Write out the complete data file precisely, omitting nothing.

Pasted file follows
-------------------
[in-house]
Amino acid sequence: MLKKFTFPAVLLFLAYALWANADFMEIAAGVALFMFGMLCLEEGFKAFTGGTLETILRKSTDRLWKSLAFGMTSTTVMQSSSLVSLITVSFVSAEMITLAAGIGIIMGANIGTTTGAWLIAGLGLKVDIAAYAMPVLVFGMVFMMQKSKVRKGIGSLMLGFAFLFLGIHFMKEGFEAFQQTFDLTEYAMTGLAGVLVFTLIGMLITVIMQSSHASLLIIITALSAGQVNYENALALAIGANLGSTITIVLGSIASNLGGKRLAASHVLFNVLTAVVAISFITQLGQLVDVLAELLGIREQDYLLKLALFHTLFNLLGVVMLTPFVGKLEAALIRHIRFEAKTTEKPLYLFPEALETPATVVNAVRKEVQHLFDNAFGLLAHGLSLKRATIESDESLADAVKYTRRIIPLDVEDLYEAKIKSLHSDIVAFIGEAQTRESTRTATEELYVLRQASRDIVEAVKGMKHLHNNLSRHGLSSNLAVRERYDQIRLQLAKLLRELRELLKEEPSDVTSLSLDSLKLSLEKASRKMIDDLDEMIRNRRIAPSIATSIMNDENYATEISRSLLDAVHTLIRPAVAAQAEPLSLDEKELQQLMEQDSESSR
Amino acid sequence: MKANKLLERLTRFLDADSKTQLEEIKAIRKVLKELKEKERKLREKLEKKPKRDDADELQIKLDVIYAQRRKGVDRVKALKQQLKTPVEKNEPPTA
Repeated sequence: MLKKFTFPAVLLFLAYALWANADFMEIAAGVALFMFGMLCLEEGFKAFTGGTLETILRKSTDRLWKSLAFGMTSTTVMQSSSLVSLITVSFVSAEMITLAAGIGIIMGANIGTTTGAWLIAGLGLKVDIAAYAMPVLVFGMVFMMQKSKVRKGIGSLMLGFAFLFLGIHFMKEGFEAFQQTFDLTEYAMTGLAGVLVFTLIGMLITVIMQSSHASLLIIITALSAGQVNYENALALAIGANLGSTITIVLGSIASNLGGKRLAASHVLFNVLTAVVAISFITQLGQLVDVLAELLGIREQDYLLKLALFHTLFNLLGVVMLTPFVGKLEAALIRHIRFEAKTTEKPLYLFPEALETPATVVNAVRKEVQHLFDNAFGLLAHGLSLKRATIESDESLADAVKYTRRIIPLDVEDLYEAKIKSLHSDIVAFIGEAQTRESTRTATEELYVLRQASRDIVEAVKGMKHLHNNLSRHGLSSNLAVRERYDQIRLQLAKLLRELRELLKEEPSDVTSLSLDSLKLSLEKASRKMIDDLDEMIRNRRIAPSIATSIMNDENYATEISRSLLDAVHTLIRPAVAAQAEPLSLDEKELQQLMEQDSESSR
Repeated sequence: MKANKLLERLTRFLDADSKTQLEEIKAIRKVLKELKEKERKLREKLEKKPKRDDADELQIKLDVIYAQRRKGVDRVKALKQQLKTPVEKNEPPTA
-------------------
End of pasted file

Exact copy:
[in-house]
Amino acid sequence: MLKKFTFPAVLLFLAYALWANADFMEIAAGVALFMFGMLCLEEGFKAFTGGTLETILRKSTDRLWKSLAFGMTSTTVMQSSSLVSLITVSFVSAEMITLAAGIGIIMGANIGTTTGAWLIAGLGLKVDIAAYAMPVLVFGMVFMMQKSKVRKGIGSLMLGFAFLFLGIHFMKEGFEAFQQTFDLTEYAMTGLAGVLVFTLIGMLITVIMQSSHASLLIIITALSAGQVNYENALALAIGANLGSTITIVLGSIASNLGGKRLAASHVLFNVLTAVVAISFITQLGQLVDVLAELLGIREQDYLLKLALFHTLFNLLGVVMLTPFVGKLEAALIRHIRFEAKTTEKPLYLFPEALETPATVVNAVRKEVQHLFDNAFGLLAHGLSLKRATIESDESLADAVKYTRRIIPLDVEDLYEAKIKSLHSDIVAFIGEAQTRESTRTATEELYVLRQASRDIVEAVKGMKHLHNNLSRHGLSSNLAVRERYDQIRLQLAKLLRELRELLKEEPSDVTSLSLDSLKLSLEKASRKMIDDLDEMIRNRRIAPSIATSIMNDENYATEISRSLLDAVHTLIRPAVAAQAEPLSLDEKELQQLMEQDSESSR
Amino acid sequence: MKANKLLERLTRFLDADSKTQLEEIKAIRKVLKELKEKERKLREKLEKKPKRDDADELQIKLDVIYAQRRKGVDRVKALKQQLKTPVEKNEPPTA
Repeated sequence: MLKKFTFPAVLLFLAYALWANADFMEIAAGVALFMFGMLCLEEGFKAFTGGTLETILRKSTDRLWKSLAFGMTSTTVMQSSSLVSLITVSFVSAEMITLAAGIGIIMGANIGTTTGAWLIAGLGLKVDIAAYAMPVLVFGMVFMMQKSKVRKGIGSLMLGFAFLFLGIHFMKEGFEAFQQTFDLTEYAMTGLAGVLVFTLIGMLITVIMQSSHASLLIIITALSAGQVNYENALALAIGANLGSTITIVLGSIASNLGGKRLAASHVLFNVLTAVVAISFITQLGQLVDVLAELLGIREQDYLLKLALFHTLFNLLGVVMLTPFVGKLEAALIRHIRFEAKTTEKPLYLFPEALETPATVVNAVRKEVQHLFDNAFGLLAHGLSLKRATIESDESLADAVKYTRRIIPLDVEDLYEAKIKSLHSDIVAFIGEAQTRESTRTATEELYVLRQASRDIVEAVKGMKHLHNNLSRHGLSSNLAVRERYDQIRLQLAKLLRELRELLKEEPSDVTSLSLDSLKLSLEKASRKMIDDLDEMIRNRRIAPSIATSIMNDENYATEISRSLLDAVHTLIRPAVAAQAEPLSLDEKELQQLMEQDSESSR
Repeated sequence: MKANKLLERLTRFLDADSKTQLEEIKAIRKVLKELKEKERKLREKLEKKPKRDDADELQIKLDVIYAQRRKGVDRVKALKQQLKTPVEKNEPPTA